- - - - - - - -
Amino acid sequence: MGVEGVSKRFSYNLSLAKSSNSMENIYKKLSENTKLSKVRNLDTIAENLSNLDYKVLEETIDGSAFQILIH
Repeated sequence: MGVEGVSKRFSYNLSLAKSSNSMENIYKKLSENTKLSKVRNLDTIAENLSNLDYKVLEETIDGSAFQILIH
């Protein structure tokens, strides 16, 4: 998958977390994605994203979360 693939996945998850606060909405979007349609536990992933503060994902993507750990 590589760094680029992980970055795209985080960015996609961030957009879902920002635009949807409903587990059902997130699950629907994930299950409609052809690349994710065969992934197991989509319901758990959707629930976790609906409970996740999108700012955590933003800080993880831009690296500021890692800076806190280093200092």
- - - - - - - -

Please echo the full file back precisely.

Amino acid sequence: MGVEGVSKRFSYNLSLAKSSNSMENIYKKLSENTKLSKVRNLDTIAENLSNLDYKVLEETIDGSAFQILIH
Repeated sequence: MGVEGVSKRFSYNLSLAKSSNSMENIYKKLSENTKLSKVRNLDTIAENLSNLDYKVLEETIDGSAFQILIH
């Protein structure tokens, strides 16, 4: 998958977390994605994203979360 693939996945998850606060909405979007349609536990992933503060994902993507750990 590589760094680029992980970055795209985080960015996609961030957009879902920002635009949807409903587990059902997130699950629907994930299950409609052809690349994710065969992934197991989509319901758990959707629930976790609906409970996740999108700012955590933003800080993880831009690296500021890692800076806190280093200092």